SOME ENGLISH WORDS YOU USE WRONGLY (SEE WHY) – ZIGIHOW.COM.NG
English is said to be a west Germanic language, that was first spoken in Anglo-Saxon England in the early middle ages.
English has been spoken for many centuries and today English language has become an international language spoken in almost all the countries all over the world.
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Research has it that there are so many English words that are been used incorrectly all over the world, most of us uses this English words incorrectly and don’t even know about it till date.
There may be regional variation in grama, spelling, and word-use, especially between different English-speaking countries.
Such differences aren’t seen as incorrect, once they have gained general acceptance in a particular country.
Some of the English words we use incorrectly actually means the opposite of what we thought they mean to us, but they actually sound alike.
In this very article we’re going to see some of this English words we use incorrectly and possibly take corrections.
1. Dupe (Verb or Noun)
The way we actually use the noun form of this word is the problem.
A person who dupes is not someone who cheats, deceives, defraud, or tricks people.
A dupe is someone who has fallen a victim of deception, someone who has been tricked, deceived or defrauded.
i. She was acting smart untill she became the dupe.
ii. When the man realized he was duped he went uncontrollably.
2. Bogus (adjective)
This very word does not mean anything big, large, massive, or anything relating to size.
It actually means “Not true or Genuine” “illegal” “Counterfeit” “Fake” “False” “Misleading” “Sham” “Spurious” etc.
i. The lawyer issued some bogus documents to backup his claims, but could not eventually defend himself at the end.
ii. I did not pay him because the product he sells was bogus.
3. Double date (noun)/double-date(verb)
Many people actually thought that real meaning of this words is when “Someone has more than one lover/date partner” that’s totally wrong.
The actual meaning of this word is “A situation whereby two couples or date partners goes out on a date with another two couples or date partners”
Eg: Your friend and his/her love partner together with you and your love partner going out on a date together.
i. Gabriel and Kate are coming over to the bar, so it’s a double-date.
ii. We have been friends with them for several years, we’ve even been dating since college.
4. Terrific (adjective)
This word is not actually a synonym for the word “Terrible” or “Terrifying”.
The actual meaning of this word is “Great” “very good” “huge” “Tremendous” “Massive” “Gigantic” “Colossal” “Mighty” ” Prodigious” “Formidable” etc.
i. I had this terrific feeling during the exams
ii. The football players had a terrific performance today.
5. Restive (adjective)
Some people thinks the meaning of this word is anything that has to do with “resting”, if you’re among those people then you’re absolutely wrong.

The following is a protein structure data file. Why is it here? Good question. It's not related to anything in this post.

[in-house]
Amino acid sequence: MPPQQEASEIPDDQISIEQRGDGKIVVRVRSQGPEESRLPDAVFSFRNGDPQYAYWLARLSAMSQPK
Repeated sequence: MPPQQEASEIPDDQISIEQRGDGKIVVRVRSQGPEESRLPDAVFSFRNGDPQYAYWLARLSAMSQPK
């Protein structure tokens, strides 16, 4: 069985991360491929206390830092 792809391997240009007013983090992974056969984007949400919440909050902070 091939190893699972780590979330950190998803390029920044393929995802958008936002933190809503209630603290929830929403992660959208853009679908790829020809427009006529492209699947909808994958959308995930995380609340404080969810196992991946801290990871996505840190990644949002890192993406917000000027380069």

The actual meaning of this word is the complete opposite.
When someone is said to be restive, it means him or her is “Unable to stay calm or still” or “Unwilling to be controlled”
i. He was so hurt he became restive throughout the party.
ii. Let’s calm the restive once before the issue escalates beyond control.
6. Talkative (adjective)
Sincerely speaking, I have been using this word incorrectly.
The word “talkative” isn’t a noun so it’s totally wrong to actually say “Jane is a talkative”.
It is an adjective which means “Fond of talking alot”.
i. I’ve known Jane for a long time now, she’s not very talkative.
ii. I was so in a talkative mood the last time we met.
7. Blood Money (Noun)
People actually believes that the meaning of this word is “A money received from rituals after murdering someone” this is totally wrong.
This word actually means “Money paid to assassins to kill someone” or ” money paid to someone who provided information about a killer”
i. Courtney received the blood money from the government.
ii. The family of the deceased received blood money from the government.
8. Impeach (verb)
This word is popularly used in political climate and in public service.
For example in US, to impeach someone means “To charge a public office holder to court for a serious crime” such as fraud.
While in British English it means “To charge someone to court for treason or Another heavy crime against the state or government.
However it doesn’t really mean the person charged has been removed from office.
The word “impeach” can also mean “To question the validity of a practice”
i. Think the senators should impeach the immunity
ii. The head of department was impeached for not supporting the fight against corruption.
9. Lousy (adjective)
This word is often thought to mean “Loud” or “Noisy” No!! Totally wrong.
It actually means”Very bad” “very poor” unpleasant” etc
i. I had a lousy weekend
ii. The principal is such a lousy person.
10. Borrow (verb)
The meaning of this word still remains unclear to some people.
The word Borrow actually means “to take or receive something from someone and it is expected to be returned”.
i. He borrowed my play station (PES) but won’t return it – isn’t it unfair?
ii. Hello, please can I borrow some money from you?
11. Lend (verb)
We actually mix this word with “borrow”.
Lend means “to give out something to someone Which is expected to be returned”
Now understand this, the word “Borrow” and “Lend” are reciprocal pairs just like Give/take, Teach/learn, Open/close, etc that actually shows both sides of a situation.
i. I can’t lend you more money
ii. He begged me to lend him my jacket after he borrowed my play station (PES)
NOTE: Don’t forget borrow “Comes in” Lend “Goes out” .
You lend someone something by giving it to them.
They borrow it by talking it from you.
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